Working towards peace and sustainability

INF Treaty Withdrawal Increases Nuclear Danger.

Under the INF Treaty the U.S. destroyed 846 missiles, while the Soviets destroyed 1,846.

On February 1, the Trump administration took another step in the direction of making the world a more dangerous place. By withdrawing from the Intermediate Nuclear Forces (INF) Treaty, agreed to by Presidents Reagan and Gorbachev in 1987, Trump is setting the stage for a new, dangerous and expensive, nuclear arms race.

The INF Treaty was a major step forward in ratcheting down Cold War tensions. It is the only arms control agreement that eliminated an entire class of weapons, land-based missiles with a range of 500-5,500 km (310-3,420 miles). This led to the elimination and destruction of 2,692 missiles.

This class of weapons is especially dangerous and they have the ability to reach their targets in just a handful of minutes, and thus are seen as first-strike capable. This also means that an adversary might put their missiles in a hair-trigger, launch-on-warning mode, and this increases the likelihood of accidental or mistaken launches with disastrous consequences.

The situation is further complicated by the fact that the INF Treaty was negotiated in the context of the U.S. and the U.S.S.R. both abiding to the terms of the 1972 Anti-Ballistic Missile Treaty. Unfortunately, in 2002 George W. Bush withdrew the U.S. from this treaty, and the U.S. began installing “missile defense” systems in some of the new NATO countries of Eastern Europe.

While “missile defense” sounds both harmless and difficult to accomplish, in fact it would be most effective not for true defense, but as part of an offensive first strike strategy. If a surprise attack on an adversary knocks out a significant fraction of their nuclear arsenal, a defense system, that would likely be overwhelmed by a full-blown attack, might be effective in handling an attenuated and expected retaliatory strike.

The Nuanced Present Moment

The U.S. has maintained for several years that Russia’s new missiles violate the treaty. Russia disputes this and claims that the U.S. is out of compliance. In our opinion the dispute should be resolved through negotiations. The INF Treaty should not be scrapped.

But this is part of a dangerous pattern. Since entering office, the Trump administration has not only withdrawn from this important arms control agreement. They also have pulled out of the Iran nuclear deal, heightening tensions in the Middle East, despite the fact that the U.S. intelligence community has verified that Iran is in compliance. And on another important track, they are in the process of pulling the U.S. out of the Paris Climate Accord.

It seems that Trump thrives on creating international tension. This dovetails nicely with increasing military budgets, which Trump has pushed since Day One. More weapons procurement leads to fatter profits for military contractors, who, in turn, lend support for his political agenda.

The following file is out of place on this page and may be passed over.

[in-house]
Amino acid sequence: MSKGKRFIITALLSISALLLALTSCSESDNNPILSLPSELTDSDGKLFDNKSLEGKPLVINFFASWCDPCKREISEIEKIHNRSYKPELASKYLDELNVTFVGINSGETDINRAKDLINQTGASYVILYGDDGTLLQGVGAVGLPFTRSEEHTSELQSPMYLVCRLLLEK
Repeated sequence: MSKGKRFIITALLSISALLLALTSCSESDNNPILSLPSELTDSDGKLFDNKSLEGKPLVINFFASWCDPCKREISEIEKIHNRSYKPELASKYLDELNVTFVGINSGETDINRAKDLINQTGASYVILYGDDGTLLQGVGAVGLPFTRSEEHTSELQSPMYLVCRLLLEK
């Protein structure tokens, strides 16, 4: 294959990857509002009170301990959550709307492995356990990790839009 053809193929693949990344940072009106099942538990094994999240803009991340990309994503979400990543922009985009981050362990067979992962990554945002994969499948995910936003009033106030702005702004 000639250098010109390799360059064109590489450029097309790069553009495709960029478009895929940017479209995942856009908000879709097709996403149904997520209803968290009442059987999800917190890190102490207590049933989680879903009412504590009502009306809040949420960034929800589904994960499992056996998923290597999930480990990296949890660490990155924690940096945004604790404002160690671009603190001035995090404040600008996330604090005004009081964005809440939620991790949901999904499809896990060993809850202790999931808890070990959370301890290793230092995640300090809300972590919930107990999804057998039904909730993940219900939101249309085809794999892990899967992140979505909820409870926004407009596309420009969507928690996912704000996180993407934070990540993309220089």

Russia has now announced that it, too, is withdrawing from the INF Treaty. This is really a no-brainer, as when the U.S. leaves there is no longer an agreement. That said, it is unclear what, short of getting the U.S. to give up “missile defense,” or the dissolution of NATO, would the Russians like to see.

It is clear that they feel threatened by the eastward expansion of NATO right up to their western border. And they certainly wouldn’t want the U.S. to base offensive intermediate range missiles in Eastern Europe. It is also questionable that any NATO country would agree to hosting such missiles, making themselves a prime target in the process.

It seems that it would be in both countries’ security interests to continue the treaty, but this does not seem to fit Trump’s game-plan. What he really wants is unclear, and relations between the U.S. and Russia are all suspect at this point simply because Trump, accused of collusion with Russia regarding the 2016 election campaign, is seen by many as perhaps posturing with regard to any conflicts—real or not—with the country that is defined by the mass media and many in the political establishment as a primary adversary of the United States.

Further complicating the equation is the rise of China. When the INF Treaty was put in place, it was only between the two nuclear superpowers. Trump has, in recent months, asserted that China should also be included in any future permutation of an INF Treaty.

While Peaceworks supports multilateral arms control and disarmament efforts, dismantling the current bi-lateral agreements does not seem to point us in the direction of eliminating very real threats. In fact, it seems to extend an invitation to emerging and potential nuclear weapons states to aggressively pursue their nuclear ambitions, as that’s exactly what the states with the vast majority of all such weapons are, sadly enough, doing. 
U.S.Pershing II Missiles being Dismantled Under the Terms of the Treaty.